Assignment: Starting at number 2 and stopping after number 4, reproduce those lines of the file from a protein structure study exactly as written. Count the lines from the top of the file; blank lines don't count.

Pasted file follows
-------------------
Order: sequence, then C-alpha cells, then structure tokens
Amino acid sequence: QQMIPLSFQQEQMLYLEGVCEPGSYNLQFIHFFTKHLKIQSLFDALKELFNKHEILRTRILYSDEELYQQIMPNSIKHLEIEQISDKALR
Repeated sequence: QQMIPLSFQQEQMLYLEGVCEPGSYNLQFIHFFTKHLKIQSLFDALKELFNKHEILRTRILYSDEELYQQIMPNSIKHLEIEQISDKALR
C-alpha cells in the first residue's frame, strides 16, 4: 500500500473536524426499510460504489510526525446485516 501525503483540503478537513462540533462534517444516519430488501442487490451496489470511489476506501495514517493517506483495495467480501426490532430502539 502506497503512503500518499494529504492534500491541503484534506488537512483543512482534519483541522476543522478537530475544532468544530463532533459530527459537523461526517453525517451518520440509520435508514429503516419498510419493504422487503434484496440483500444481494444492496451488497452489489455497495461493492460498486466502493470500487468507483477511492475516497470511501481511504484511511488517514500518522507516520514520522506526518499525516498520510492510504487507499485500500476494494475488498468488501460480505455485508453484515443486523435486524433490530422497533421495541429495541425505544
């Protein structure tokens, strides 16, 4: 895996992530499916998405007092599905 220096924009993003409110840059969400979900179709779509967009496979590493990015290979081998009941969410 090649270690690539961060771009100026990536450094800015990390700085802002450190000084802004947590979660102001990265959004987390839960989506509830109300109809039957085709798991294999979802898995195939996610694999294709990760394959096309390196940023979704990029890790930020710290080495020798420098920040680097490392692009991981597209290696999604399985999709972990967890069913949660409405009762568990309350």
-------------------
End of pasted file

Amino acid sequence: QQMIPLSFQQEQMLYLEGVCEPGSYNLQFIHFFTKHLKIQSLFDALKELFNKHEILRTRILYSDEELYQQIMPNSIKHLEIEQISDKALR
Repeated sequence: QQMIPLSFQQEQMLYLEGVCEPGSYNLQFIHFFTKHLKIQSLFDALKELFNKHEILRTRILYSDEELYQQIMPNSIKHLEIEQISDKALR
C-alpha cells in the first residue's frame, strides 16, 4: 500500500473536524426499510460504489510526525446485516 501525503483540503478537513462540533462534517444516519430488501442487490451496489470511489476506501495514517493517506483495495467480501426490532430502539 502506497503512503500518499494529504492534500491541503484534506488537512483543512482534519483541522476543522478537530475544532468544530463532533459530527459537523461526517453525517451518520440509520435508514429503516419498510419493504422487503434484496440483500444481494444492496451488497452489489455497495461493492460498486466502493470500487468507483477511492475516497470511501481511504484511511488517514500518522507516520514520522506526518499525516498520510492510504487507499485500500476494494475488498468488501460480505455485508453484515443486523435486524433490530422497533421495541429495541425505544